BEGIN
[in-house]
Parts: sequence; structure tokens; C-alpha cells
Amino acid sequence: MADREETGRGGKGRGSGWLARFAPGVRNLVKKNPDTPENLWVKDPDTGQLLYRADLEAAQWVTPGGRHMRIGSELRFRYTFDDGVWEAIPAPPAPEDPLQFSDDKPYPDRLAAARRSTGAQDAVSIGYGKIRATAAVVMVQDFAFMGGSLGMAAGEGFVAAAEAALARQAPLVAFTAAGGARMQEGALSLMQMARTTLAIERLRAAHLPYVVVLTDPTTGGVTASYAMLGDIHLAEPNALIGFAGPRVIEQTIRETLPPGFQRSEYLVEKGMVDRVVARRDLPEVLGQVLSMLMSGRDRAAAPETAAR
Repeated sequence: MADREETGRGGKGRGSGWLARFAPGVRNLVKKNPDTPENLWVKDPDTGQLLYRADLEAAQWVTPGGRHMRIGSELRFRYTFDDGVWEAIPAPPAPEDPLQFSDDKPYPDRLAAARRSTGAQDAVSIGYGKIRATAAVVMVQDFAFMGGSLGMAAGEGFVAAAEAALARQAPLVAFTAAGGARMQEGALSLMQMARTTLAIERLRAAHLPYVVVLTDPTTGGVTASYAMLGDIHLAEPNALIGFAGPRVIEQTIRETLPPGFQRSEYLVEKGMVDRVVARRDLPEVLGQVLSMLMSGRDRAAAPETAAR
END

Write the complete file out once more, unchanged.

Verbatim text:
[in-house]
Parts: sequence; structure tokens; C-alpha cells
Amino acid sequence: MADREETGRGGKGRGSGWLARFAPGVRNLVKKNPDTPENLWVKDPDTGQLLYRADLEAAQWVTPGGRHMRIGSELRFRYTFDDGVWEAIPAPPAPEDPLQFSDDKPYPDRLAAARRSTGAQDAVSIGYGKIRATAAVVMVQDFAFMGGSLGMAAGEGFVAAAEAALARQAPLVAFTAAGGARMQEGALSLMQMARTTLAIERLRAAHLPYVVVLTDPTTGGVTASYAMLGDIHLAEPNALIGFAGPRVIEQTIRETLPPGFQRSEYLVEKGMVDRVVARRDLPEVLGQVLSMLMSGRDRAAAPETAAR
Repeated sequence: MADREETGRGGKGRGSGWLARFAPGVRNLVKKNPDTPENLWVKDPDTGQLLYRADLEAAQWVTPGGRHMRIGSELRFRYTFDDGVWEAIPAPPAPEDPLQFSDDKPYPDRLAAARRSTGAQDAVSIGYGKIRATAAVVMVQDFAFMGGSLGMAAGEGFVAAAEAALARQAPLVAFTAAGGARMQEGALSLMQMARTTLAIERLRAAHLPYVVVLTDPTTGGVTASYAMLGDIHLAEPNALIGFAGPRVIEQTIRETLPPGFQRSEYLVEKGMVDRVVARRDLPEVLGQVLSMLMSGRDRAAAPETAAR